As Goodreads kindly reminded me, I am doing great on my 2015 goal of 50 books. I didn’t read as much as I’d hoped to in June, but I have some reviews for the month.
I continued to finish the Grisha series, with its final volume Ruin and Rising. The conclusion to the series finds Alina and Mal trapped in the caverns underneath Ravka, with the clergy using her as symbolic figure of little power, Saint Alina. Eventually the gang of Grisha flee to find the mystical Firebird, the last of the sources of power that Alina hasn’t bound yet, hounded on all sides by the vastly superior powers of the Darkling. The book is dark, full of action and only in its conclusion managed to disappoint me, with a giant cop-out. An opportunity of giant emotional impact was lost here. I wish Leigh Bardugo hadn’t gone for this cop-out and had treaded a less safe route. But then, who am I kidding, this is YA. I have to admit I was a bit disturbed to read all the Goodreads reviews of teenage girls fawning over the ‘hotness’ that is the Darkling. Erm, yeah.
My rating: (4 / 5)
The next book I read finds me conflicted. Steles of the Sky is the final book of the Eternal Sky trilogy by Elizabeth Bear. Set in a quasi-Asian world, it is the story of Re Temur, the exiled heir of the Khaganate, so basically Mongols. In the first book his lover Edene was captured by the Nameless Assassins, a cult of assassins from the desert that want to resurrect the greatest evil of all times. In the final book of the series, Re Temur and his allies, including a now fled Edene and their child, gather at a lake in Song (what I gathered to be this world’s China), and prepare their last stand against the armies of Al-Sepehr. When the final battle comes, it’s full of surprising twists and turns. I have to say, I really did not see this end coming. As in the previous book, Steles of the Sky is not really a book about Temur, but of the women in his life, the wizard Samarkar, Edene, and many other strong women. The book’s greatest problem for me is its glacial pace. It really takes forever and ever until things happen, at a pace that made me give up caring at times. Also, as it’s been a long time since I read the previous books, I had forgotten a lot of elements of the story. In retrospect, I can only wish I had read all three of them in close sucession, to make the final volume a better experience. One thing I know for sure: the setting made me actively crave playing Mists of Pandaria, its soundtrack would be a great soundtrack for the Steles of the Sky. All in all I absolutely recommend this trilogy of fantasy books, but please read all three books together for the best experience.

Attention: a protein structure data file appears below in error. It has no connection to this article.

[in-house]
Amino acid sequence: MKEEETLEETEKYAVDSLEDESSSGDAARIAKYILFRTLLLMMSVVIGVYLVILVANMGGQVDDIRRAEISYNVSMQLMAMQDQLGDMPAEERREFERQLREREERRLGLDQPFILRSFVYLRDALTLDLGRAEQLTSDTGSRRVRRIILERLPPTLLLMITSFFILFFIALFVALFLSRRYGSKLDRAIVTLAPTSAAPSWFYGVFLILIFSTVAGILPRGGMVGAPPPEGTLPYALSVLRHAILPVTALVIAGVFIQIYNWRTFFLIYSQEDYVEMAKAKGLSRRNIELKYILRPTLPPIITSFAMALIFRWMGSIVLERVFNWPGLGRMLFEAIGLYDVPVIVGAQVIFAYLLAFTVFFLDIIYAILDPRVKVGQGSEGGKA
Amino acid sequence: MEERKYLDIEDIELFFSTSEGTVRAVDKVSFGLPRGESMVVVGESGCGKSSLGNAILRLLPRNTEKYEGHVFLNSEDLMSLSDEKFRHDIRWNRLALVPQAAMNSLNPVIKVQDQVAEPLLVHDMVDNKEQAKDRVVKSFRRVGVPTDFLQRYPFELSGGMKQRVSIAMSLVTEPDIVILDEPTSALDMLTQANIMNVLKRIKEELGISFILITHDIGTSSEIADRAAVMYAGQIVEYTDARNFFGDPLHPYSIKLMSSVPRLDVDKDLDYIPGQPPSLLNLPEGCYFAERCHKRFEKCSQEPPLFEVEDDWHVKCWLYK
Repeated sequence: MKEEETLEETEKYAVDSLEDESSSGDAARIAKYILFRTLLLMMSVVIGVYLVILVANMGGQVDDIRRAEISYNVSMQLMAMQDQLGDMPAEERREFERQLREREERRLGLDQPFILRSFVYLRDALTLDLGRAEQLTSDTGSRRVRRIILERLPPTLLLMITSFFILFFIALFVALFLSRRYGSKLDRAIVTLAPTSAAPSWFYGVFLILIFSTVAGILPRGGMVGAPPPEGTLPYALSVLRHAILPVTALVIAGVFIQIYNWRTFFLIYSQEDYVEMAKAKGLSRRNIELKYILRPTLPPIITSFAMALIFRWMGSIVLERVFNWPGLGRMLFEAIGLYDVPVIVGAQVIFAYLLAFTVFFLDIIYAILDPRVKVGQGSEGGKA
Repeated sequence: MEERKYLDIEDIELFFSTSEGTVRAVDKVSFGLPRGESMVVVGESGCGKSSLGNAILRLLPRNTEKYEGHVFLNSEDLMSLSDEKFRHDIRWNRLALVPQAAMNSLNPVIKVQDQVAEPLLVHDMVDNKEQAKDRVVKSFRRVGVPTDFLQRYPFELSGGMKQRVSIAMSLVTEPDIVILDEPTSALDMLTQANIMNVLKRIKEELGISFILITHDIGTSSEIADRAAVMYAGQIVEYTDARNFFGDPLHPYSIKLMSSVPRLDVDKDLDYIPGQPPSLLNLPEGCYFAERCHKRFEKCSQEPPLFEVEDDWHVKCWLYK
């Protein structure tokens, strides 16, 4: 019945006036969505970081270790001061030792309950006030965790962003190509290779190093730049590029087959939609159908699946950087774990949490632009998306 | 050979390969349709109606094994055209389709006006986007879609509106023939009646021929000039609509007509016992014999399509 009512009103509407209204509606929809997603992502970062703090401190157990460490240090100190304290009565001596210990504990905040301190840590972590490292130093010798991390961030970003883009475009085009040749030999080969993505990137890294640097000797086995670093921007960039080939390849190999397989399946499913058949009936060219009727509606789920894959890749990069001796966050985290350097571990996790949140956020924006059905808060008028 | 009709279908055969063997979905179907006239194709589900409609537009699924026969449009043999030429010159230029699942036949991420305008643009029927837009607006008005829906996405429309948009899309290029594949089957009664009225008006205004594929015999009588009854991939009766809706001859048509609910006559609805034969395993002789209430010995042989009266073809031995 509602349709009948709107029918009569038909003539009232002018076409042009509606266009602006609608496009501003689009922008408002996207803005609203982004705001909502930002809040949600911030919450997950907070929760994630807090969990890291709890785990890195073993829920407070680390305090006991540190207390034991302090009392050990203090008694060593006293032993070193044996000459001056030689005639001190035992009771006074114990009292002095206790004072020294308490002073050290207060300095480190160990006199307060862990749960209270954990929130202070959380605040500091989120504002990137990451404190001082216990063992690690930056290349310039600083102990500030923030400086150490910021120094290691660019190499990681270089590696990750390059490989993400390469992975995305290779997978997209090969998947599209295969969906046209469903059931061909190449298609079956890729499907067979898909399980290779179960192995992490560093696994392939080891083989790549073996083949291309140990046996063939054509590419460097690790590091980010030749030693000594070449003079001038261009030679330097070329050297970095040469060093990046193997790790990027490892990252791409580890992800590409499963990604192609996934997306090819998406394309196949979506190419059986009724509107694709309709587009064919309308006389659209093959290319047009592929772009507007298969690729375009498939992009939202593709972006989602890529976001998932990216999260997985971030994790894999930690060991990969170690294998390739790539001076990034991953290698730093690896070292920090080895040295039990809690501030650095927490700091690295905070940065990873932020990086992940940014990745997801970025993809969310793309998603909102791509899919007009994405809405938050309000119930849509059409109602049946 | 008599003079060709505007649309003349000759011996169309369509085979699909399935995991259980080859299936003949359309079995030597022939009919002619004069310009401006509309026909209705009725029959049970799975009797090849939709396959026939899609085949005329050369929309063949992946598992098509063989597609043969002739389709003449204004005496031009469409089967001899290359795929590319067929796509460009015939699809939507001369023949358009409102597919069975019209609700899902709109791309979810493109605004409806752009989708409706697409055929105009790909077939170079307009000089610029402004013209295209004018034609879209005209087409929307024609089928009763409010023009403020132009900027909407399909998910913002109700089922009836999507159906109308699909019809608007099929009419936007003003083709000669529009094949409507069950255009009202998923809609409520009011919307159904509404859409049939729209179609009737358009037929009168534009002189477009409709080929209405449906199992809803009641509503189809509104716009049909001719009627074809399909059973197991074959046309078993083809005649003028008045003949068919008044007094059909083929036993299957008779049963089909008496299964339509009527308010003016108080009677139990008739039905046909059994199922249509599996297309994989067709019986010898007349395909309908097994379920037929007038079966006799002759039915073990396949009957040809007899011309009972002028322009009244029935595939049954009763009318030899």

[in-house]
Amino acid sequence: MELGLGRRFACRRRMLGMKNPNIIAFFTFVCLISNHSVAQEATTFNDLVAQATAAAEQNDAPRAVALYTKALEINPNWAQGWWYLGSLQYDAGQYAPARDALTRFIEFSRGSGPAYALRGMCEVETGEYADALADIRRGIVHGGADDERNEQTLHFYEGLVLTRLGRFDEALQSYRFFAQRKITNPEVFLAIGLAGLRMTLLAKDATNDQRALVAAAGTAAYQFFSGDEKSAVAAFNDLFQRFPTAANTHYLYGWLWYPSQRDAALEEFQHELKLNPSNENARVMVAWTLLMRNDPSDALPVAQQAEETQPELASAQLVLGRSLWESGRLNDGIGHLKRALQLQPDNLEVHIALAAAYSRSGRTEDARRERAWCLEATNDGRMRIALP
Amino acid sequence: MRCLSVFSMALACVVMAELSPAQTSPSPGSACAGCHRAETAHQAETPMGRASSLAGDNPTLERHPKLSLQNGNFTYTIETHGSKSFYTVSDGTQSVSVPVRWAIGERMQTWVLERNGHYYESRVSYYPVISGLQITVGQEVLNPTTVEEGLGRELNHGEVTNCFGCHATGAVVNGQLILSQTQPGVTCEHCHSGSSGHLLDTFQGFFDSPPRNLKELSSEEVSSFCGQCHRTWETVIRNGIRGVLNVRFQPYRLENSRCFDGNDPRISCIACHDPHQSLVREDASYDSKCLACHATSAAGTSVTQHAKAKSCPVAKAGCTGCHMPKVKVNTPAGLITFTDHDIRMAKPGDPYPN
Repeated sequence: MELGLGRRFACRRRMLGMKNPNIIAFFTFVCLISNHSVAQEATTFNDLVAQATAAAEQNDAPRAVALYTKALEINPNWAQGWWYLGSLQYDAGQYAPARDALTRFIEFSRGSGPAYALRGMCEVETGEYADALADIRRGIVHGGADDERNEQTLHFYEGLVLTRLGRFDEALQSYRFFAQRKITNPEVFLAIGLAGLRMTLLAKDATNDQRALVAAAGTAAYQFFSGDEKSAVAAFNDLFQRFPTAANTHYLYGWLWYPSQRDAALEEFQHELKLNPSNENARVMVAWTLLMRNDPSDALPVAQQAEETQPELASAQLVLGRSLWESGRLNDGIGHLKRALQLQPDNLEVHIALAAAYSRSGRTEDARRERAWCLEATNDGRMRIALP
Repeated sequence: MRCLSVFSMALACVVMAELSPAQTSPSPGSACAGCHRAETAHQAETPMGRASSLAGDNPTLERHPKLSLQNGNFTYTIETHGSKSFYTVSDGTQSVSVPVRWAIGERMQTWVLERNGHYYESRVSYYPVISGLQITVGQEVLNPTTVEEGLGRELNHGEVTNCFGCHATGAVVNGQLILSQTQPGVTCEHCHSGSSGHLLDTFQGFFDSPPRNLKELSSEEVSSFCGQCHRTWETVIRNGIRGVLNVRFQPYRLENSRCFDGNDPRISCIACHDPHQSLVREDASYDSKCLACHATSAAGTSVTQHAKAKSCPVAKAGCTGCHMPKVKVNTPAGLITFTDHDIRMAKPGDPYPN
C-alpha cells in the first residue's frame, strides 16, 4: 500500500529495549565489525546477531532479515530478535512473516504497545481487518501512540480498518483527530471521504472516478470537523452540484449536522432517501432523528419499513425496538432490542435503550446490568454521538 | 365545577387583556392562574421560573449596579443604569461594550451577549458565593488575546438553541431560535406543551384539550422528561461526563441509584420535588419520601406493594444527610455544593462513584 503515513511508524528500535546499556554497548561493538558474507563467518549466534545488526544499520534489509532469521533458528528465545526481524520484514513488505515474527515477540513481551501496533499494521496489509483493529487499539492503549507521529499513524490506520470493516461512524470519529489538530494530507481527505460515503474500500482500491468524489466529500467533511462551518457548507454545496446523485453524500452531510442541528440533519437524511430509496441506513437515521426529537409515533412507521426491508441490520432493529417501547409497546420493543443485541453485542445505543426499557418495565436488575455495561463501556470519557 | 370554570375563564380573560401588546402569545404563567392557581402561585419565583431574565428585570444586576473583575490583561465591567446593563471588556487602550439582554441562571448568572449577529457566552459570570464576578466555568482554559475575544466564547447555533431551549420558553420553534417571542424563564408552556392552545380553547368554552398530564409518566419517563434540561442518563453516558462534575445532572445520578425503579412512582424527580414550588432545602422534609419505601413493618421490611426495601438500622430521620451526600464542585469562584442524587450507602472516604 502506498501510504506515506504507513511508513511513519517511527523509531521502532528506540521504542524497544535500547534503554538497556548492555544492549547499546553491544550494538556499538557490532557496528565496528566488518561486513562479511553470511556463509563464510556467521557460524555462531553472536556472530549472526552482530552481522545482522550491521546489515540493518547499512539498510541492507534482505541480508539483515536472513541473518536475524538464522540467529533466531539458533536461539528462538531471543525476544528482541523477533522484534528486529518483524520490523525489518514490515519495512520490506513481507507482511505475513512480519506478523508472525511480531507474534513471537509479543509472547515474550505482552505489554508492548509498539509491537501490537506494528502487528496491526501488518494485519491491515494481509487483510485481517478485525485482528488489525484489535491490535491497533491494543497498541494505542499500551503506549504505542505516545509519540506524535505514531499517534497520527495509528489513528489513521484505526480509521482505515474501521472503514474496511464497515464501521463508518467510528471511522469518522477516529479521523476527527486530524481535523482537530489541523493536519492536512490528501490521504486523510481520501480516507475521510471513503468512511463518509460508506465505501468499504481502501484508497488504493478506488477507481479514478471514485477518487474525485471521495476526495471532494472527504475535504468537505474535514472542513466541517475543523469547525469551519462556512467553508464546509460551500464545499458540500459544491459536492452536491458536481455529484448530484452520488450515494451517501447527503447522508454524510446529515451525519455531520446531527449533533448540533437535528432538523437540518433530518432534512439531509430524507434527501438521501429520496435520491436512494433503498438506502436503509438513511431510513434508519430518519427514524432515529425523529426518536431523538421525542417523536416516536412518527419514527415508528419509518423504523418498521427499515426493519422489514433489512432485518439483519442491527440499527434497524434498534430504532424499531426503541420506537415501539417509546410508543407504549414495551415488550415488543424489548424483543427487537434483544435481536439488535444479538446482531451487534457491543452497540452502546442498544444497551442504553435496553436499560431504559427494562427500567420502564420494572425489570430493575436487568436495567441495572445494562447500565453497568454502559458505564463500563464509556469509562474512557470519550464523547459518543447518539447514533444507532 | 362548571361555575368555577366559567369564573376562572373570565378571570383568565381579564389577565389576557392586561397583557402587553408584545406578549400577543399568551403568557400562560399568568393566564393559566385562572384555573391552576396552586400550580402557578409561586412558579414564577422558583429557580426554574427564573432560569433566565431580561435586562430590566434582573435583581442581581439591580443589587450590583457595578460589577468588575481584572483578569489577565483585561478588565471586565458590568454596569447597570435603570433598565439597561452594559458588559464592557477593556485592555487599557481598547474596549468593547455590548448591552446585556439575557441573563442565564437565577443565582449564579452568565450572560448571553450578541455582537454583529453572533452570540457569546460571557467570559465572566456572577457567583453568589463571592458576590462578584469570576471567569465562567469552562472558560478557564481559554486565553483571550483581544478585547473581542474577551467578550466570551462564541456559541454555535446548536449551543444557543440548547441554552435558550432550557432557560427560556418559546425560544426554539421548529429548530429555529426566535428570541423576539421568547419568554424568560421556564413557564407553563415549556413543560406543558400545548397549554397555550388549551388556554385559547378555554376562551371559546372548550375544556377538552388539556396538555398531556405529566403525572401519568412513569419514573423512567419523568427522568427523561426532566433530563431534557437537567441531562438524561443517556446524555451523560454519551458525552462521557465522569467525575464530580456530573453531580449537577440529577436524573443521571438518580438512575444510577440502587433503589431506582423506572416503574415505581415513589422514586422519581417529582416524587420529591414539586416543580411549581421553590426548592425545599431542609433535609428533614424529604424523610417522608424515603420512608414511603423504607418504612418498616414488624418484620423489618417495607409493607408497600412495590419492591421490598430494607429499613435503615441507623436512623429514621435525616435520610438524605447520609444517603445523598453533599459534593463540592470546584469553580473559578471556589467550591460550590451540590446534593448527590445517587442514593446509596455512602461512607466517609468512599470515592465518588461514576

My rating: (3.5 / 5)
Last but not least, I read Prince of Wolves by Dave Gross. This is the first book of the Pathfinder Tales, tie-in fictions for the official campaign world of the Pathfinder RPG, Golarion. Now, in my time, I have read tons of tie-in fiction. When I used to play AD&D, I pretty much bought every Forgotten Realms book published, and same with the Dragonlance books. A lot of this tie-in fiction was bad or disappointing. I know people love R.A. Salvatore’s Drizzt do’ Urden books, but I despised them. They were bland, generic, and Drizzt is just such a special snowflake. Eventually I moved on to what I consider real fiction. I mean, come on, I even read Dragonlance fiction by Richard Knaak, the guy who brought us Rhonin and other disappointments in WoW fiction. This all should explain why my expectations for Pathfinder fiction were really really low. I am very happy to say that I was very pleasantly surprised.Prince of Wolves is set in Ustalav, Golarion’s version of Romania or maybe Transsylvania, settled by a group of people called Varisians. It’s a country ravaged by war against the Whispering Tyrant, a powerful lich and is still suffering from that today. The story has two protagonists and is told from the first person perspective in alternating chapters. Count Varian Jeggare is an elven Venture-Captain in the Pathfinder society, a powerful faction of explorers. He has lost contact to one of his Pathfinder agents and travels to Ustalav to find her. He is accompanied by his bodyguard Radovan, a tiefling with devil blood, but also Varisian roots. Early on, they get attacked and separated. Count Jeggare ends up in the clutches of cultists of Urgathoa, the goddess of undeath, whereas Radovan ends up with a group of werewolves who are Sczarni and who believe he is the Prince of Wolves that was foretold to them. Inevitably, they end up together again, both searching for the Lacuna Codex, an evil book of spells that the Urgathoa cultists are only too eager to get their hands on. The book is a strange mix of humor, a bit of a Victorian feel because Count Jeggare and Radovan were a bit like Sherlock Holmes and Dr. Watson, with the count being very much snooty upper class, and classic gothic horror, sometimes a lot more creepy than I really expected. Above all, it was extremely true to the world of Golarion and pretty much oozed Pathfinder spirit at all times. I am not the only one surprised at this level of quality from a series of tie-in novels, as you can see in Aidan Moher’s interview with James L. Sutter, one of the Paizo developers and in charge of the line of novels.
My rating: (4.5 / 5)
That was it for June. Anything good anyone else has been reading? Recommendations are always welcome. 🙂